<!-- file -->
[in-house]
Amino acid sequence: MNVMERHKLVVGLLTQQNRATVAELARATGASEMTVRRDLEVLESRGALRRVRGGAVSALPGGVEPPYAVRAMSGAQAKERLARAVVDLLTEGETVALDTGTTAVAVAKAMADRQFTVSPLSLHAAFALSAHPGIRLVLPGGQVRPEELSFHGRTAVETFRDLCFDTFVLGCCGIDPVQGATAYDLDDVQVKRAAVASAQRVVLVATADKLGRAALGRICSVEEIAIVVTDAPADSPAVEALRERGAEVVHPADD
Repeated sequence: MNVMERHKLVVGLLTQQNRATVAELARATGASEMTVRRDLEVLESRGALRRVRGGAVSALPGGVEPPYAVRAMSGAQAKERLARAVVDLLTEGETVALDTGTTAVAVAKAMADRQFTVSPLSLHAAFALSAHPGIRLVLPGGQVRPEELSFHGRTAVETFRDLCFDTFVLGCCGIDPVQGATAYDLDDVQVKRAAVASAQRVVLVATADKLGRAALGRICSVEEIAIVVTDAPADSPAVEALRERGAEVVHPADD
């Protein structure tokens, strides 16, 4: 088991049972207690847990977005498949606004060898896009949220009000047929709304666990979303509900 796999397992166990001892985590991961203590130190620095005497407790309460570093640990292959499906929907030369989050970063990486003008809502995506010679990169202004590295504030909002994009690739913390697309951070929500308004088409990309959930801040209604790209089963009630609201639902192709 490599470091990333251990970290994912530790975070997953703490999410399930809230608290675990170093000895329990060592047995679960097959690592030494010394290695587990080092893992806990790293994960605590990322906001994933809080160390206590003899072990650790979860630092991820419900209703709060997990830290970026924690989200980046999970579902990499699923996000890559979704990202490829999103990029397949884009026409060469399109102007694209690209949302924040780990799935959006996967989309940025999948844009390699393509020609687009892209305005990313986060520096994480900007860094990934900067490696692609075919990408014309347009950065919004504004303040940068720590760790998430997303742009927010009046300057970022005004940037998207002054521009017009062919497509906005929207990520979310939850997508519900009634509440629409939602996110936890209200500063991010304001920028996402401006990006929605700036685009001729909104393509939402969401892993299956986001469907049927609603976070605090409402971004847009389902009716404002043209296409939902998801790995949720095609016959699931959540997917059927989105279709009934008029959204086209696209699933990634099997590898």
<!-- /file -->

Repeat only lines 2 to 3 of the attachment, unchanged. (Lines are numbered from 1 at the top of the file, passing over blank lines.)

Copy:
Amino acid sequence: MNVMERHKLVVGLLTQQNRATVAELARATGASEMTVRRDLEVLESRGALRRVRGGAVSALPGGVEPPYAVRAMSGAQAKERLARAVVDLLTEGETVALDTGTTAVAVAKAMADRQFTVSPLSLHAAFALSAHPGIRLVLPGGQVRPEELSFHGRTAVETFRDLCFDTFVLGCCGIDPVQGATAYDLDDVQVKRAAVASAQRVVLVATADKLGRAALGRICSVEEIAIVVTDAPADSPAVEALRERGAEVVHPADD
Repeated sequence: MNVMERHKLVVGLLTQQNRATVAELARATGASEMTVRRDLEVLESRGALRRVRGGAVSALPGGVEPPYAVRAMSGAQAKERLARAVVDLLTEGETVALDTGTTAVAVAKAMADRQFTVSPLSLHAAFALSAHPGIRLVLPGGQVRPEELSFHGRTAVETFRDLCFDTFVLGCCGIDPVQGATAYDLDDVQVKRAAVASAQRVVLVATADKLGRAALGRICSVEEIAIVVTDAPADSPAVEALRERGAEVVHPADD